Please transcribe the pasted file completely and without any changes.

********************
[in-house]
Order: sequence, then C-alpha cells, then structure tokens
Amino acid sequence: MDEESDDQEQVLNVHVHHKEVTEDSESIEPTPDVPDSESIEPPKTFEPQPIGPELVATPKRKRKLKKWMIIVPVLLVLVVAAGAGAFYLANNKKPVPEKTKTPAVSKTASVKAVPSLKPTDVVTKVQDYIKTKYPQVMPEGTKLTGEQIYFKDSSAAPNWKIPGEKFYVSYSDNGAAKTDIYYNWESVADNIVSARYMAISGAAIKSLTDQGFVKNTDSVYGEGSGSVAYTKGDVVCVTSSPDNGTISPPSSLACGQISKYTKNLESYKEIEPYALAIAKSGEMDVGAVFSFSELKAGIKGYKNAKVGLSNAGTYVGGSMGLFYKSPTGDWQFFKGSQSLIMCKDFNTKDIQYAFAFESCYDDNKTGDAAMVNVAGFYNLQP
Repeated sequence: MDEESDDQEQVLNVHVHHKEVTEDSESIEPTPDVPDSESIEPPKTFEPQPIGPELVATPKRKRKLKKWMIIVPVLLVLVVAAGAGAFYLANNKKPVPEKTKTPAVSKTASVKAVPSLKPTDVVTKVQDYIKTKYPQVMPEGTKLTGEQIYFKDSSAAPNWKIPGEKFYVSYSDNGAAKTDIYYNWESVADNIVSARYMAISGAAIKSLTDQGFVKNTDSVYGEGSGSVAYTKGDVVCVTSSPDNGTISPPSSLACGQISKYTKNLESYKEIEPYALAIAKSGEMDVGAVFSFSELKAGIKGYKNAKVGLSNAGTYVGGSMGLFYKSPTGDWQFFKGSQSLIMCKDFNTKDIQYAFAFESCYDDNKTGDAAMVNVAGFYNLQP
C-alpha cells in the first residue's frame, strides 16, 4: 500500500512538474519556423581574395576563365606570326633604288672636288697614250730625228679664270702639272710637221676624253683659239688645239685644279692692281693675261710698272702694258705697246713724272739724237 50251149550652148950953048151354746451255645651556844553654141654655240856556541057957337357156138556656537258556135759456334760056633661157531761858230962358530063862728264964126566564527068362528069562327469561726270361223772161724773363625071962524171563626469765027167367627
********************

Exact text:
[in-house]
Order: sequence, then C-alpha cells, then structure tokens
Amino acid sequence: MDEESDDQEQVLNVHVHHKEVTEDSESIEPTPDVPDSESIEPPKTFEPQPIGPELVATPKRKRKLKKWMIIVPVLLVLVVAAGAGAFYLANNKKPVPEKTKTPAVSKTASVKAVPSLKPTDVVTKVQDYIKTKYPQVMPEGTKLTGEQIYFKDSSAAPNWKIPGEKFYVSYSDNGAAKTDIYYNWESVADNIVSARYMAISGAAIKSLTDQGFVKNTDSVYGEGSGSVAYTKGDVVCVTSSPDNGTISPPSSLACGQISKYTKNLESYKEIEPYALAIAKSGEMDVGAVFSFSELKAGIKGYKNAKVGLSNAGTYVGGSMGLFYKSPTGDWQFFKGSQSLIMCKDFNTKDIQYAFAFESCYDDNKTGDAAMVNVAGFYNLQP
Repeated sequence: MDEESDDQEQVLNVHVHHKEVTEDSESIEPTPDVPDSESIEPPKTFEPQPIGPELVATPKRKRKLKKWMIIVPVLLVLVVAAGAGAFYLANNKKPVPEKTKTPAVSKTASVKAVPSLKPTDVVTKVQDYIKTKYPQVMPEGTKLTGEQIYFKDSSAAPNWKIPGEKFYVSYSDNGAAKTDIYYNWESVADNIVSARYMAISGAAIKSLTDQGFVKNTDSVYGEGSGSVAYTKGDVVCVTSSPDNGTISPPSSLACGQISKYTKNLESYKEIEPYALAIAKSGEMDVGAVFSFSELKAGIKGYKNAKVGLSNAGTYVGGSMGLFYKSPTGDWQFFKGSQSLIMCKDFNTKDIQYAFAFESCYDDNKTGDAAMVNVAGFYNLQP
C-alpha cells in the first residue's frame, strides 16, 4: 500500500512538474519556423581574395576563365606570326633604288672636288697614250730625228679664270702639272710637221676624253683659239688645239685644279692692281693675261710698272702694258705697246713724272739724237 50251149550652148950953048151354746451255645651556844553654141654655240856556541057957337357156138556656537258556135759456334760056633661157531761858230962358530063862728264964126566564527068362528069562327469561726270361223772161724773363625071962524171563626469765027167367627